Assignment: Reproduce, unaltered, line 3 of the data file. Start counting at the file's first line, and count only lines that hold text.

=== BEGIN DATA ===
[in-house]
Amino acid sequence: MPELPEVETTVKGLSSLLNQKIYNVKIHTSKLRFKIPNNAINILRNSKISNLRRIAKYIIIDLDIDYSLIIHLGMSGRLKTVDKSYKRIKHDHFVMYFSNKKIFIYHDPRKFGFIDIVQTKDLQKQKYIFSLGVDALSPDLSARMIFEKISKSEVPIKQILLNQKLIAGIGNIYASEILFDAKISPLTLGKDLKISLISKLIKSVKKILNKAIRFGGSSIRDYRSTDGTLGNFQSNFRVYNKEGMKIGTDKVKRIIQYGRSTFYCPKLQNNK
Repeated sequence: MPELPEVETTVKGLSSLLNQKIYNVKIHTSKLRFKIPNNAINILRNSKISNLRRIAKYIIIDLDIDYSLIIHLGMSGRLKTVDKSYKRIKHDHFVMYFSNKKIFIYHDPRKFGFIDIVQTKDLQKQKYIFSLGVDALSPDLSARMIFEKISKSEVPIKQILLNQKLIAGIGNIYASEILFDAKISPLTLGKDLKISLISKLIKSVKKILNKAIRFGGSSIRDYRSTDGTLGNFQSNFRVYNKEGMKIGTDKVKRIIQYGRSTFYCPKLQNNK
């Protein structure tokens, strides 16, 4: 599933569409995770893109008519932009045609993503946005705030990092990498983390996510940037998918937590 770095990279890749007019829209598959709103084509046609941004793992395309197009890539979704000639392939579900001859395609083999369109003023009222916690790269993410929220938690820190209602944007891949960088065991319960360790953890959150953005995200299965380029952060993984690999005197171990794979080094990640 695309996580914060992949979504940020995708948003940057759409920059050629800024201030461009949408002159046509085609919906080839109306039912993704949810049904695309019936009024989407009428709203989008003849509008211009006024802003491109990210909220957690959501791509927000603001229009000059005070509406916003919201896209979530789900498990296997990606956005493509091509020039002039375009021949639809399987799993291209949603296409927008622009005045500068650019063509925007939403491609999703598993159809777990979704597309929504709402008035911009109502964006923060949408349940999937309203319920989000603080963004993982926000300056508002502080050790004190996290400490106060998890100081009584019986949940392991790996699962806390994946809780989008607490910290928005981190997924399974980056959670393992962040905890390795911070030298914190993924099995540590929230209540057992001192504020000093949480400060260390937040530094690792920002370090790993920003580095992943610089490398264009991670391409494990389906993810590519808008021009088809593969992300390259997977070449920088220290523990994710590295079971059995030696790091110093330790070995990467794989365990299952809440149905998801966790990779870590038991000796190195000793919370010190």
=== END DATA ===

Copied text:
Repeated sequence: MPELPEVETTVKGLSSLLNQKIYNVKIHTSKLRFKIPNNAINILRNSKISNLRRIAKYIIIDLDIDYSLIIHLGMSGRLKTVDKSYKRIKHDHFVMYFSNKKIFIYHDPRKFGFIDIVQTKDLQKQKYIFSLGVDALSPDLSARMIFEKISKSEVPIKQILLNQKLIAGIGNIYASEILFDAKISPLTLGKDLKISLISKLIKSVKKILNKAIRFGGSSIRDYRSTDGTLGNFQSNFRVYNKEGMKIGTDKVKRIIQYGRSTFYCPKLQNNK